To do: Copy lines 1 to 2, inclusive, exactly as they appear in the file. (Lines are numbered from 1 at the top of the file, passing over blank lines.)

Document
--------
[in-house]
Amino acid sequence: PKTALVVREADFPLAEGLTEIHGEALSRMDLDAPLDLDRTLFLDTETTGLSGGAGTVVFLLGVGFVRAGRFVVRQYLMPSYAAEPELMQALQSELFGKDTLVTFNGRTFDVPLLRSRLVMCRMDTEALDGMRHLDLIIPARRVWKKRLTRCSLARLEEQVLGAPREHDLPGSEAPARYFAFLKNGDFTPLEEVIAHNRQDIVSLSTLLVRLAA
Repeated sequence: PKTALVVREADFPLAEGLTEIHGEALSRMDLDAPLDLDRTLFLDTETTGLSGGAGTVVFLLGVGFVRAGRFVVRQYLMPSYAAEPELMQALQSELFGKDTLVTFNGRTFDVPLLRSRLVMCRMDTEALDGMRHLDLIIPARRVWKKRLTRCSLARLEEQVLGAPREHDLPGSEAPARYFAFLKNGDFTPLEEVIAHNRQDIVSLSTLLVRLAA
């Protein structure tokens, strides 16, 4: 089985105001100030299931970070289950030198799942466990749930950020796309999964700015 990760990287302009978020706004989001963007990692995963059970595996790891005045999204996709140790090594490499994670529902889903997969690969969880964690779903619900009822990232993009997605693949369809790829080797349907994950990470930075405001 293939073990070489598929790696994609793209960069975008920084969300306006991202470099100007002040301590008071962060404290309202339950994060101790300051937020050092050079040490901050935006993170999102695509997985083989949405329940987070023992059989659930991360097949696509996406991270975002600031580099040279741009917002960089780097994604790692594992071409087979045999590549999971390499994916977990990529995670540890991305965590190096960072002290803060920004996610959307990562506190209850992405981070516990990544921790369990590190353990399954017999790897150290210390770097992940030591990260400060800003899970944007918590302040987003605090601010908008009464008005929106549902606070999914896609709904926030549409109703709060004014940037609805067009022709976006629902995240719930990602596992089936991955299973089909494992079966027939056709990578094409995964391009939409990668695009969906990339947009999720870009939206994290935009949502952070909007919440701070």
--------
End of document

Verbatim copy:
[in-house]
Amino acid sequence: PKTALVVREADFPLAEGLTEIHGEALSRMDLDAPLDLDRTLFLDTETTGLSGGAGTVVFLLGVGFVRAGRFVVRQYLMPSYAAEPELMQALQSELFGKDTLVTFNGRTFDVPLLRSRLVMCRMDTEALDGMRHLDLIIPARRVWKKRLTRCSLARLEEQVLGAPREHDLPGSEAPARYFAFLKNGDFTPLEEVIAHNRQDIVSLSTLLVRLAA